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# Pinedo_problemas_deterministicos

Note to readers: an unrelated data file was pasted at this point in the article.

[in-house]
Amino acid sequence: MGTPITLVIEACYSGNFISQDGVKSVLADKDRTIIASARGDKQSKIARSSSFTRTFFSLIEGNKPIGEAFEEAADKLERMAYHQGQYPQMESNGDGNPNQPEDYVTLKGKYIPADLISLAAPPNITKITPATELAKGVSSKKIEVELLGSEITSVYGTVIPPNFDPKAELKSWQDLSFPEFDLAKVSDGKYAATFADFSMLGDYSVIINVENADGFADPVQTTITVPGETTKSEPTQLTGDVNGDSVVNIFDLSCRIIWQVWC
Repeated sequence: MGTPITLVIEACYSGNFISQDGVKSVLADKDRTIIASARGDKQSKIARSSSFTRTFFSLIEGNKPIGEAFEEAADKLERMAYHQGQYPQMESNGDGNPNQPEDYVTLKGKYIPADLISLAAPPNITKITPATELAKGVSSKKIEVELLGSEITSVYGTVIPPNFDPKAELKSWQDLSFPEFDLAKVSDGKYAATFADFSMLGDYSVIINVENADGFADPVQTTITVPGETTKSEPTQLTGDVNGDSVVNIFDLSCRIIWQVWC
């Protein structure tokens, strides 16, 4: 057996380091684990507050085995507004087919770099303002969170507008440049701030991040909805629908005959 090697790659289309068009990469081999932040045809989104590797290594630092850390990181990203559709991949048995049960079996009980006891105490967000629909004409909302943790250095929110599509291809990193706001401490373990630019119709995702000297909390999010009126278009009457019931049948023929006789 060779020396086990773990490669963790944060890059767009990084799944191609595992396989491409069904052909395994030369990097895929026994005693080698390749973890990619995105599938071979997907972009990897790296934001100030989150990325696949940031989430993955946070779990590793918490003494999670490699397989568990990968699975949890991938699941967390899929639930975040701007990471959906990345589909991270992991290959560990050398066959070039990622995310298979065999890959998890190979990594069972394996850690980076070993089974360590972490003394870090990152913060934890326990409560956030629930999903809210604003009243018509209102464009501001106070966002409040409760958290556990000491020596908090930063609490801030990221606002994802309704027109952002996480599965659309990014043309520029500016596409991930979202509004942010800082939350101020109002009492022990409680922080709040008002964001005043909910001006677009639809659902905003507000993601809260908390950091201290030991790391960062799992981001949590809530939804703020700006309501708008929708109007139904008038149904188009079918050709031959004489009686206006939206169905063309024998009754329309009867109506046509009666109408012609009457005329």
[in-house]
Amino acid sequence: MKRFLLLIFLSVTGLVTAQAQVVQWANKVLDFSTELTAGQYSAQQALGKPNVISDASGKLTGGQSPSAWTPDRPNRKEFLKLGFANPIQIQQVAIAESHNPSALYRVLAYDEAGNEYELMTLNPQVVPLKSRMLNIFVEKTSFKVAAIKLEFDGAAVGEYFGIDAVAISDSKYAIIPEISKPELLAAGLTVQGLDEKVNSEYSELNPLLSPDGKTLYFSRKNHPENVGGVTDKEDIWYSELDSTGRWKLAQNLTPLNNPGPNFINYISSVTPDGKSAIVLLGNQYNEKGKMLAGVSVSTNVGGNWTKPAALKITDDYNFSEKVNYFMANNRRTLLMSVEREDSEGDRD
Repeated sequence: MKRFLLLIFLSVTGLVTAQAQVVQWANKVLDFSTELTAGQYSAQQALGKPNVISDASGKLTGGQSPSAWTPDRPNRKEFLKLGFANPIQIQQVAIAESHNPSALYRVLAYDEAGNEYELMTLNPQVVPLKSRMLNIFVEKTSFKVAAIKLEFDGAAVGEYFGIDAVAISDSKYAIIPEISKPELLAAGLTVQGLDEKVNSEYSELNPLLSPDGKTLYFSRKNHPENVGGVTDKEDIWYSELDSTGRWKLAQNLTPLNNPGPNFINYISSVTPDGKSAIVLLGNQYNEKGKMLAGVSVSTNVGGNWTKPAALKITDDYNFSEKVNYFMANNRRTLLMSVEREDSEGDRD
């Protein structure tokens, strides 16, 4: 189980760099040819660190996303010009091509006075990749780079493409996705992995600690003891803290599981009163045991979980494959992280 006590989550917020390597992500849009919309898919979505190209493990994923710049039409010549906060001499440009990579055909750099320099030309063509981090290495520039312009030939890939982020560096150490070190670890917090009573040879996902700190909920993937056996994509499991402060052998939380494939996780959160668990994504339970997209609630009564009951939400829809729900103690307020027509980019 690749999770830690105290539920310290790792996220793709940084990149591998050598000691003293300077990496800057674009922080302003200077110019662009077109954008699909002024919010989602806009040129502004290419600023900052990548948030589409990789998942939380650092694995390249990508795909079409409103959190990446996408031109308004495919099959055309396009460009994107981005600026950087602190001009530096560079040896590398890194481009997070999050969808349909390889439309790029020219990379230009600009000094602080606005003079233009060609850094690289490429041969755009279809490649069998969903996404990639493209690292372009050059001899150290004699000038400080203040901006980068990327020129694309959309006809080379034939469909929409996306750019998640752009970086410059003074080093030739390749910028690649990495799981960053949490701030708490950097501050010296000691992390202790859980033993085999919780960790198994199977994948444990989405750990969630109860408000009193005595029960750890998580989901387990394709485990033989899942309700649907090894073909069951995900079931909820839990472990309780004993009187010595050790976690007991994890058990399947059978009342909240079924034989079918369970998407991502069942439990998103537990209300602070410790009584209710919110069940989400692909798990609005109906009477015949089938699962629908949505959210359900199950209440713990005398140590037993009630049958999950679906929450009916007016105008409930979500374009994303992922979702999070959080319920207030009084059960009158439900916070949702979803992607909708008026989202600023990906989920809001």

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sequence changes between the \ufb01rst two machines and between the last two machines (see Exercise 6.11). This implies that there are optimal schedules for F2 || Cmax and F3 || Cmax that do not require sequence changes between machines. One can \ufb01nd examples of \ufb02ow shops with four machines in which the optimal schedule does require a job sequence change in between the second and the third machine. Finding an optimal schedule when sequence changes are allowed is signi\ufb01- cantly harder than \ufb01nding an optimal schedule when sequence changes are not allowed. Flow shops that do not allow sequence changes between machines are called permutation \ufb02ow shops. In these \ufb02ow shops the same sequence, or permu- tation, of jobs is maintained throughout. The results in this chapter are mostly limited to permutation \ufb02ow shops. Given a permutation schedule j1, . . . , jn for an m machine \ufb02ow shop, the completion time of job jk at machine i can be computed easily through a set of recursive equations: Ci,j1 = i\u2211 l=1 pl,j1 i = 1, . . . ,m C1,jk = k\u2211 l=1 p1,jl k = 1, . . . , n Ci,jk = max(Ci\u22121,jk , Ci,jk\u22121) + pi,jk i = 2, . . . ,m; k = 2, . . . , n The value of the makespan under a given permutation schedule can also be computed by determining the critical path in a directed graph that corresponds to the schedule. For a given sequence j1, . . . , jn this directed graph is constructed as follows: for each operation, say the processing of job jk on machine i, there is a node (i, jk) with a weight that is equal to the processing time of job jk on machine i. Node (i, jk), i = 1, . . . ,m \u2212 1, and k = 1, . . . , n \u2212 1, has arcs 6.1 Flow Shops with Unlimited Intermediate Storage 153 pi+1, jk+1pi+1, jk pi, jk pi, jk+1 p2, j1 p1, j1 p1, j2 pm, j1 pm, jn p1, jn Fig. 6.1 Directed Graph for the Computation of the Makespan in Fm | prmu | Cmax under sequence j1, . . . , jn going out to nodes (i+ 1, jk) and (i, jk+1). Nodes corresponding to machine m have only one outgoing arc, as do nodes corresponding to job jn. Node (m, jn) has no outgoing arcs (see Figure 6.1). The total weight of the maximum weight path from node (1, j1) to node (m, jn) corresponds to the makespan under the permutation schedule j1, . . . , jn. Example 6.1.1 (Graph Representation of Flow Shop) Consider 5 jobs on 4 machines with the processing times presented in the table below. jobs j1 j2 j3 j4 j5 p1,jk 5 5 3 6 3 p2,jk 4 4 2 4 4 p3,jk 4 4 3 4 1 p4,jk 3 6 3 2 5 The corresponding graph and Gantt chart are depicted in Figure 6.2. From the directed graph it follows that the makespan is 34. This makespan is determined by two critical paths. || An interesting result can be obtained by comparing two m machine permu- tation \ufb02ow shops with n jobs. Let p(1)ij and p (2) ij denote the processing time of job j on machine i in the \ufb01rst and second \ufb02ow shop, respectively. Assume p (1) ij = p (2) m+1\u2212i,j . 154 6 Flow Shops and Flexible Flow Shops (Deterministic) 5 5 3 6 3 4 4 2 4 4 4 4 3 4 1 3 6 3 2 5 0 2010 30 3 6 3 2 5 4 4 4 13 4 4 2 4 4 5 5 3 6 3 Fig. 6.2 Directed graph, critical paths and Gantt chart (the numerical entries represent the processing times of the jobs and not the job indexes) This basically implies that the \ufb01rst machine in the second \ufb02ow shop is identical to the last machine in the \ufb01rst \ufb02ow shop; the second machine in the second \ufb02ow shop is identical to the machine immediately before the last in the \ufb01rst \ufb02ow shop, and so on. The following lemma applies to these two \ufb02ow shops. Lemma 6.1.2. Sequencing the jobs according to permutation j1, . . . , jn in the \ufb01rst \ufb02ow shop results in the same makespan as sequencing the jobs according to permutation jn, . . . , j1 in the second \ufb02ow shop. Proof. If the \ufb01rst \ufb02ow shop under sequence j1, . . . , jn corresponds to the dia- gram in Figure 6.1, then the second \ufb02ow shop under sequence jn, . . . , j1 corre- sponds to the same diagram with all arcs reversed. The weight of the maximum weight path from one corner node to the other corner node does not change if all arcs are reversed. unionsq Lemma 6.1.2 states the following reversibility result: the makespan does not change if the jobs traverse the \ufb02ow shop in the opposite direction in reverse order. 6.1 Flow Shops with Unlimited Intermediate Storage 155 5 2 3 6 3 1 4 3 4 4 4 4 2 4 4 3 6 3 5 3 0 2010 30 3 6 3 5 5 4 4 42 4 1 4 3 4 4 5 2 3 6 3 Fig. 6.3 Directed graph, critical paths and Gantt chart (the numerical entries represent the processing times of the jobs and not the job indexes) Example 6.1.3 (Graph Representations and Reversibility) Consider the instance of Example 6.1.1. The dual of this instance is given in the table below. jobs j1 j2 j3 j4 j5 p1,jk 5 2 3 6 3 p2,jk 1 4 3 4 4 p3,jk 4 4 2 4 4 p4,jk 3 6 3 5 5 The corresponding directed graph, its critical paths and the Gantt charts are depicted in Figure 6.3. It is clear that the critical paths are determined by the same set of processing times and that the makespan, therefore, is 34 as well. || 156 6 Flow Shops and Flexible Flow Shops (Deterministic) Consider now the F2 || Cmax problem: a \ufb02ow shop with two machines in series with unlimited storage in between the two machines. There are n jobs and the processing time of job j on machine 1 is p1j and its processing time on machine 2 is p2j . This was one of the \ufb01rst problems to be analyzed in the early days of Operations Research and led to a classical paper in scheduling theory by S.M. Johnson. The rule that minimizes the makespan is commonly referred to as Johnson\u2019s rule. An optimal sequence can be described as follows. Partition the jobs into two sets with Set I containing all jobs with p1j < p2j and Set II all jobs with p1j > p2j . The jobs with p1j = p2j may be put in either set. The jobs in Set I go \ufb01rst and they go in increasing order of p1j (SPT); the jobs in Set II follow in decreasing order of p2j (LPT). Ties may be broken arbitrarily. In what follows such a schedule is referred to as an SPT(1)-LPT(2) schedule. Of course, multiple schedules may be generated this way. Theorem 6.1.4. Any SPT(1)-LPT(2) schedule is optimal for F2 || Cmax. Proof. The proof is by contradiction. Suppose another type of schedule is op- timal. In this optimal schedule there must be a pair of adjacent jobs, say job j followed by job k, that satis\ufb01es one of the following three conditions: (i) job j belongs to Set II and job k to Set I; (ii) jobs j and k belong to Set I and p1j > p1k; (iii) jobs j and k belong to Set II and p2j < p2k. It su\ufb03ces to show that under any of these three conditions the makespan is reduced after a pairwise interchange of jobs j and k. Assume that in the orig- inal schedule job l precedes job j and job m follows job k. Let Cij denote the completion of job j on machine i under the original schedule and let C\u2032ij de- note the completion time of job j on machine i after the pairwise interchange. Interchanging jobs j and k clearly does not a\ufb00ect the starting time of job m on machine 1, as its starting time on machine 1 equals C1l + p1j + p1k. However, it is of interest to know at what time machine 2 becomes available for job m. Under the original schedule this is the completion time of job k on machine 2, i.e., C2k, and after the interchange this is the completion time of job j on ma- chine 2, i.e., C\u20322j . It su\ufb03ces to show that C \u2032 2j \u2264 C2k under any one of the three conditions described above. The completion time of job k on machine 2 under the original schedule is C2k = max ( max (C2l, C1l + p1j) + p2j , C1l + p1j + p1k ) + p2k = max ( C2l + p2k + p2j , C1l + p1j + p2j + p2k, C1l + p1j + p1k + p2k ) , whereas the completion time of job j on machine 2 after the pairwise interchange is C\u20322j = max ( C2l + p2k + p2j , C1l + p1k + p2k + p2j , C1l + p1k + p1j + p2j ) . 6.1 Flow Shops with Unlimited Intermediate Storage 157 Under condition (i) p1j > p2j and p1k < p2k. It is clear that the \ufb01rst terms within the max expressions of C2k and C\u20322j are identical. The second term in the last expression